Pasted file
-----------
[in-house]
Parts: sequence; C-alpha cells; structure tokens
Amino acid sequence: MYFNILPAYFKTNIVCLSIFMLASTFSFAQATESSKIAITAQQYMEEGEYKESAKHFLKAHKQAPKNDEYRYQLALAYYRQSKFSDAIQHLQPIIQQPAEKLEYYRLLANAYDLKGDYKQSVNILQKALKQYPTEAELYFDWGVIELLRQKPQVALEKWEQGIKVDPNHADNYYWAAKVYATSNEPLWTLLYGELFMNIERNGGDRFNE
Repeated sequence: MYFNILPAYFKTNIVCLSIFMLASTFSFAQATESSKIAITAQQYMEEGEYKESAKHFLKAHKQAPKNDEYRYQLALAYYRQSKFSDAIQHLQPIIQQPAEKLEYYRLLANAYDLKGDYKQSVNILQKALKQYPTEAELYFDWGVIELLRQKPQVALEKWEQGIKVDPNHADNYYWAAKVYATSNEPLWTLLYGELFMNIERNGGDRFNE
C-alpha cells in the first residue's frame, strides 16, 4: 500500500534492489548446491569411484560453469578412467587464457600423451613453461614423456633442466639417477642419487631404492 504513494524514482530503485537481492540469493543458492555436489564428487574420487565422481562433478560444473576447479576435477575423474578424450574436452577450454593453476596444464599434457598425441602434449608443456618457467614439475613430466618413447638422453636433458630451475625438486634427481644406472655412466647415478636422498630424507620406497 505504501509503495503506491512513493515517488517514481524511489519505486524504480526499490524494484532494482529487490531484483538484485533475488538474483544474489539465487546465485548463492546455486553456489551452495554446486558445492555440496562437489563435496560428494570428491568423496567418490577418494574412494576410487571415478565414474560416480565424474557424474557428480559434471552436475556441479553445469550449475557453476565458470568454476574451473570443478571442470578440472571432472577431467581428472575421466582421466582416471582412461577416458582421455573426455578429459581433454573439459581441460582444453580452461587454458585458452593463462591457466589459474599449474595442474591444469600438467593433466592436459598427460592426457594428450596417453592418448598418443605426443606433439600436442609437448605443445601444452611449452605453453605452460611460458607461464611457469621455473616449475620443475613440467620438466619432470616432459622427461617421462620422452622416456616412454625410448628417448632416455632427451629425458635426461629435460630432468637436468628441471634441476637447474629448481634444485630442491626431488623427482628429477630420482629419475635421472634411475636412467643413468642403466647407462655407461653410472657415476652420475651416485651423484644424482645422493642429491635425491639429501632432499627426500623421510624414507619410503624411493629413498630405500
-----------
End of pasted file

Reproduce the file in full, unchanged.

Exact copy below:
[in-house]
Parts: sequence; C-alpha cells; structure tokens
Amino acid sequence: MYFNILPAYFKTNIVCLSIFMLASTFSFAQATESSKIAITAQQYMEEGEYKESAKHFLKAHKQAPKNDEYRYQLALAYYRQSKFSDAIQHLQPIIQQPAEKLEYYRLLANAYDLKGDYKQSVNILQKALKQYPTEAELYFDWGVIELLRQKPQVALEKWEQGIKVDPNHADNYYWAAKVYATSNEPLWTLLYGELFMNIERNGGDRFNE
Repeated sequence: MYFNILPAYFKTNIVCLSIFMLASTFSFAQATESSKIAITAQQYMEEGEYKESAKHFLKAHKQAPKNDEYRYQLALAYYRQSKFSDAIQHLQPIIQQPAEKLEYYRLLANAYDLKGDYKQSVNILQKALKQYPTEAELYFDWGVIELLRQKPQVALEKWEQGIKVDPNHADNYYWAAKVYATSNEPLWTLLYGELFMNIERNGGDRFNE
C-alpha cells in the first residue's frame, strides 16, 4: 500500500534492489548446491569411484560453469578412467587464457600423451613453461614423456633442466639417477642419487631404492 504513494524514482530503485537481492540469493543458492555436489564428487574420487565422481562433478560444473576447479576435477575423474578424450574436452577450454593453476596444464599434457598425441602434449608443456618457467614439475613430466618413447638422453636433458630451475625438486634427481644406472655412466647415478636422498630424507620406497 505504501509503495503506491512513493515517488517514481524511489519505486524504480526499490524494484532494482529487490531484483538484485533475488538474483544474489539465487546465485548463492546455486553456489551452495554446486558445492555440496562437489563435496560428494570428491568423496567418490577418494574412494576410487571415478565414474560416480565424474557424474557428480559434471552436475556441479553445469550449475557453476565458470568454476574451473570443478571442470578440472571432472577431467581428472575421466582421466582416471582412461577416458582421455573426455578429459581433454573439459581441460582444453580452461587454458585458452593463462591457466589459474599449474595442474591444469600438467593433466592436459598427460592426457594428450596417453592418448598418443605426443606433439600436442609437448605443445601444452611449452605453453605452460611460458607461464611457469621455473616449475620443475613440467620438466619432470616432459622427461617421462620422452622416456616412454625410448628417448632416455632427451629425458635426461629435460630432468637436468628441471634441476637447474629448481634444485630442491626431488623427482628429477630420482629419475635421472634411475636412467643413468642403466647407462655407461653410472657415476652420475651416485651423484644424482645422493642429491635425491639429501632432499627426500623421510624414507619410503624411493629413498630405500